“Easy,” Cassie said, “Bug him.”
I shook my head. “I was trying to avoid that. My tech is pretty low compared to what I’ve seen in the files in my implant. The Xiniti could detect my bots easily and while they’re ahead of the curve in terms of technology out here, they’re not that far ahead. So, bugging Maru with my stuff might accomplish nothing more than warning him that we’re watching and giving him ammunition to argue we should leave or never leave our ship.”
Tikki sat up, pulling away from Marcus. “I might be able to help. If you show me your design, I’ll be able to tell you if it’s so bad that there’s no chance it’ll work. I’m not an expert in spying technology, so I don’t know what will work, but I can tell you if it’s laughably bad.”
Katuk added. “I have some background in our technology. I may be able to assist as well.”
It was hard to gauge Katuk’s enthusiasm from his voice, but the help the implant gave me in judging Xiniti body language didn’t hint that anything was wrong.
I thought about it a little more but decided that we had very little to lose. “Okay, then, I guess we spy on Maru. There’s something that’s bugging me though. If Maru’s behind it all, he knows that we’re aware that Dalat and Geman have been influenced, so he’s not going to use them. If he guesses that we’ll be watching what he does, he might not do anything but use the ansible as an admin—which means we couldn’t watch him there since I’m thinking he’s got an implant. If he does then we might not see him do anything at all.”
Jaclyn looked over at Katuk and then at me. “Go for it. The worst that can happen if you don’t is that he’ll tell the Human Ascendancy where the colony is and you won’t know it. The worst that can happen if you do it is also that he’ll tell the Human Ascendancy, but this way we’ll have a chance of knowing beforehand.”
I glanced over at her. She was right. I shouldn’t overthink this. “Okay. I’ll tell you all how my spybots work. Tell me what you think.”
With that, Tikki and Katuk came forward to the table while Cassie, Jaclyn, Marcus, and Kals stepped back to talk to each other while we discussed how my bots worked. I got out a few of them, opening them up on the table and explaining how they were constructed and exactly what they did as well as my system for communications and major algorithms that determined their behavior.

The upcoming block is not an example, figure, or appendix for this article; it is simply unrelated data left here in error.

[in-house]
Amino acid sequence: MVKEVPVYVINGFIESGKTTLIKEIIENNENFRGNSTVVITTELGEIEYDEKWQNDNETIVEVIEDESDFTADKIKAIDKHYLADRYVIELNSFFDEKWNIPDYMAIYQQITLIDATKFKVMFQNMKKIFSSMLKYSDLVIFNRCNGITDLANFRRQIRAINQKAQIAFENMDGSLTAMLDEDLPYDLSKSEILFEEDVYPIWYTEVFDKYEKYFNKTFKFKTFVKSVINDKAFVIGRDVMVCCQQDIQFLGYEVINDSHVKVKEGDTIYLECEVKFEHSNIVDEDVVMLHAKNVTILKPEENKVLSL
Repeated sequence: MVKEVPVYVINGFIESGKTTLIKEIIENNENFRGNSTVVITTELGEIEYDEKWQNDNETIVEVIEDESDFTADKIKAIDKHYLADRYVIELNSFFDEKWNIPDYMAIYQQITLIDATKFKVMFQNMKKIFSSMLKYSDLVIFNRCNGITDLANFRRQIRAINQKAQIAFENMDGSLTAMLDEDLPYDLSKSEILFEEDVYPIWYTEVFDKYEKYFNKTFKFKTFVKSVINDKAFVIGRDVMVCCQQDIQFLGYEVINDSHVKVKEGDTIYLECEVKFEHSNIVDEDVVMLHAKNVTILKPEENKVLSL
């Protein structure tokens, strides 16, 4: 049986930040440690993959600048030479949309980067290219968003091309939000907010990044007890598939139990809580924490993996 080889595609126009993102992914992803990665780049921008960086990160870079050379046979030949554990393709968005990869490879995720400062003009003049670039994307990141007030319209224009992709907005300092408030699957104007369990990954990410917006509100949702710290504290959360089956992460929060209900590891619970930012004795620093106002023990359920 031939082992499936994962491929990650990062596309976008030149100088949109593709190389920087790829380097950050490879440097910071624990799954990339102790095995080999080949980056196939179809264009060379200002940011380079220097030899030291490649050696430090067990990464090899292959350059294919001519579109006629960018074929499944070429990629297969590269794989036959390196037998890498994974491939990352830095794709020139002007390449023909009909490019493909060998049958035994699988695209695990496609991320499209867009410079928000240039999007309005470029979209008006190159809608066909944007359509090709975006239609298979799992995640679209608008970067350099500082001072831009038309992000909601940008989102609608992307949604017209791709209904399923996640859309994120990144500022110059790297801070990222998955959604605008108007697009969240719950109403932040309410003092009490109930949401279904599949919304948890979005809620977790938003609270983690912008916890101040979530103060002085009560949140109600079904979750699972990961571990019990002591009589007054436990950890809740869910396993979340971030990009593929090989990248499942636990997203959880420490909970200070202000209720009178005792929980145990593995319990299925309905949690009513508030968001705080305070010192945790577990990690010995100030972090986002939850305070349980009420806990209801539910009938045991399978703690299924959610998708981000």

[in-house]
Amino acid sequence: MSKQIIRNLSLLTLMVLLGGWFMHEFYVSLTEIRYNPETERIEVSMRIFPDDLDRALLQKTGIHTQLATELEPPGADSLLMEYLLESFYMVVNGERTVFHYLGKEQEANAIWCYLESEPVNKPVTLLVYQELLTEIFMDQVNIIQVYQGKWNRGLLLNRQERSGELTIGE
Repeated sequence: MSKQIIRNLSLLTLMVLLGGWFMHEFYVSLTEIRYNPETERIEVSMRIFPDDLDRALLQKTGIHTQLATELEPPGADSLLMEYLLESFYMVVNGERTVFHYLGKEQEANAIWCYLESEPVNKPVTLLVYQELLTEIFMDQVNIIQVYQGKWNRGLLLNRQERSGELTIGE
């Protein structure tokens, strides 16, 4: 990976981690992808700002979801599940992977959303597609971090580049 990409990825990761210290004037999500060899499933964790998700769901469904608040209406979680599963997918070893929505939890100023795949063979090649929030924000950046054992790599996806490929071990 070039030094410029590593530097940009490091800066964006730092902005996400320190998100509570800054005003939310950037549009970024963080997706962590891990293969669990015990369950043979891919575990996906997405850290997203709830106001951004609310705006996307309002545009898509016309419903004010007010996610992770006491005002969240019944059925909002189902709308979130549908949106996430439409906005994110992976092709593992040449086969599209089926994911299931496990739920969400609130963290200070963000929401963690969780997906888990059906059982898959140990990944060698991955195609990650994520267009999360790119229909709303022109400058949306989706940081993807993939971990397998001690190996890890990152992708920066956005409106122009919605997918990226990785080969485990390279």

Katuk sat still and listened quietly, occasionally asking a question for clarification. Tikki leaned over the table, sometimes interrupting to tell me, “Oh, that’s very clever,” and a couple times to say, “Did you consider…“
The crazy thing was that times that she complimented me were times that I had been clever and times when she asked, “Did you consider?” I hadn’t. They were good ideas. One was a tweak to my search algorithm that I was pretty sure would improve the area by at least five percent. The other idea was a change in the communication protocol that would allow me to decrease the number of signals involved in any given communication. As I said, it was a good idea. I didn’t have time to implement it then, but when I did, the overall effect ought to be making the protocol more secure because there simply wasn’t as much communication to observe.
A life support engineer in the Human Ascendancy got some decent training—that or Tikki was unusually gifted. Alternately, Tikki’s technology was so far ahead that commonplace suggestions made a huge difference.
By the time I finished Katuk did weigh in. “I used the techniques I was taught to detect nearby listening devices. Your devices are unusual enough that they might not register as bugs. If they knew to look for them, however, they might be able to be found by standard debugging techniques.”
Tikki nodded, “Their casing is a type of ceramic shell that isn’t unusual. I think I have an idea for a coating that would lower its chances of being detected. Even better, I think we can find the materials locally. I’ve made an outline of the process. I’ll send it to your implant!”
She all but bounced as she talked about it. On the couch, Marcus not only beamed but did a series quick sketches as she talked. They managed to capture the way she moved her arms, grinning, as we discussed the process.
As we finished, I looked around the room. “Anyone want to help gather materials?”
Before anyone could reply, the plant’s pot began to hum and Crawls-Through-Desert spoke, “As a special agent for the Alliance’s Consolidated Defense Force, I think we need to talk before you blow this open.”